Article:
MAPK signal transduction pathways are well known from research on different organisms, tissues and pathologies. MAPK pathways are kinase cascades that use protein phosphorylation as their signalling mechanism. The three main MAPK pathways, ERK1/2, p38 (Yu et al., 2001; Boppart et al., 2000) and JNK (Aronson et al., 1998) have been shown to be activated by various forms of contraction (Widegren et al., 2000) suggesting that they might regulate some of the skeletal muscle genes that change their expression rate as a response to exercise. Concrete evidence for a role of the ERK1/2 signal transduction pathway in exercise adaptation can be found in the study by Murgia et al. (2000). The authors demonstrated an increased slow fibre percentage during injury-repair in vivo when the ERK1/2 pathway was activated by transfection (Murgia et al., 2000). In addition, we (Higginson et al., 2002) found that a pharmacological blockade of the ERK1/2 pathway with the MEK1/2 inhibitor U0126 caused an upregulation in the fast MHC IIB and IIX isoforms and down-regulation of the slow MHC I (ß) isoform in primary skeletal muscle cell culture (figure 2). These observations support the hypothesis that exercise-activation of the ERK1/2 signal transduction pathway pathway may promote a fast-to-slow change in skeletal muscle. However, activities of metabolic enzymes did not change as expected in our study, suggesting that the ERK1/2 pathway is not responsible for all adaptations to endurance exercise.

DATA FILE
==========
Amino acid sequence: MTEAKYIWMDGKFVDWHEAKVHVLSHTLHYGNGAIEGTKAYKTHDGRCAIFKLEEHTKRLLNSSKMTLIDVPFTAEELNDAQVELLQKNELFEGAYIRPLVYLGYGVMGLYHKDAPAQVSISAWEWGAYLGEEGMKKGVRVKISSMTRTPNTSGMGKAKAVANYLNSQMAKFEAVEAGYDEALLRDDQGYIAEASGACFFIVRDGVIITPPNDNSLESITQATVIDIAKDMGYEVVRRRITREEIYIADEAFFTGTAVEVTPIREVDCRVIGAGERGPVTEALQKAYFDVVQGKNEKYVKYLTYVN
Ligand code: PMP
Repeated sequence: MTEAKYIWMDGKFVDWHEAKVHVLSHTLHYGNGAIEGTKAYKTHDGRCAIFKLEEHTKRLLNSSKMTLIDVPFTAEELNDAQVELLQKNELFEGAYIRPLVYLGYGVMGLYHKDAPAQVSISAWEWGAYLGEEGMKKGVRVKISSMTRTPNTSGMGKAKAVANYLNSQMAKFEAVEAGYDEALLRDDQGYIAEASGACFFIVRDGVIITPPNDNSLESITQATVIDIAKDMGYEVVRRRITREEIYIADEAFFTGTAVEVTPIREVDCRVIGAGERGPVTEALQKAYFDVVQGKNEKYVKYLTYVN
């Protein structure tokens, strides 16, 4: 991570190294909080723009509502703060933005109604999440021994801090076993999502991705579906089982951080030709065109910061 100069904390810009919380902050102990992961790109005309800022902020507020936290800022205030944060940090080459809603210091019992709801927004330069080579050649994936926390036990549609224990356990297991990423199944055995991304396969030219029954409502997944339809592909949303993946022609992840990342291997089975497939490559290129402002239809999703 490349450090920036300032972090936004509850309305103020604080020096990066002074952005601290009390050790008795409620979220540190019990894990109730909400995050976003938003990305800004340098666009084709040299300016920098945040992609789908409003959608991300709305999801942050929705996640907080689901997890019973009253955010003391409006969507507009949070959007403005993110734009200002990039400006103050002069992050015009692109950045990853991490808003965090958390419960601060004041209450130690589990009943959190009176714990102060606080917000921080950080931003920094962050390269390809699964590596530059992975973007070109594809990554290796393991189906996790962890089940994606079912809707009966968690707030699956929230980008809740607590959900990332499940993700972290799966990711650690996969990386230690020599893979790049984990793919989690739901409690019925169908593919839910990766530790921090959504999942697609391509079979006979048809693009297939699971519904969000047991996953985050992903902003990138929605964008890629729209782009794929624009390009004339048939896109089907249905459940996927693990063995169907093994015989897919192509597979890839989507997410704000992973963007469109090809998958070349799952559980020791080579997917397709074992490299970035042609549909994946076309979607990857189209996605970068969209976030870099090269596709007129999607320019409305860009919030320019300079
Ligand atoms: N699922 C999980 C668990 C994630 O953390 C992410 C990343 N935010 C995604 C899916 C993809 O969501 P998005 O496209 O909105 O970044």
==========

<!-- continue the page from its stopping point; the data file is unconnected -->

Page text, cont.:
The research on the calcineurin and MAPK pathways suggests that contraction-responsive signal transduction pathways are either redundant or do only regulate a part of the adaptation response and that adaptation signalling is likely to involve more than one signal transduction pathway.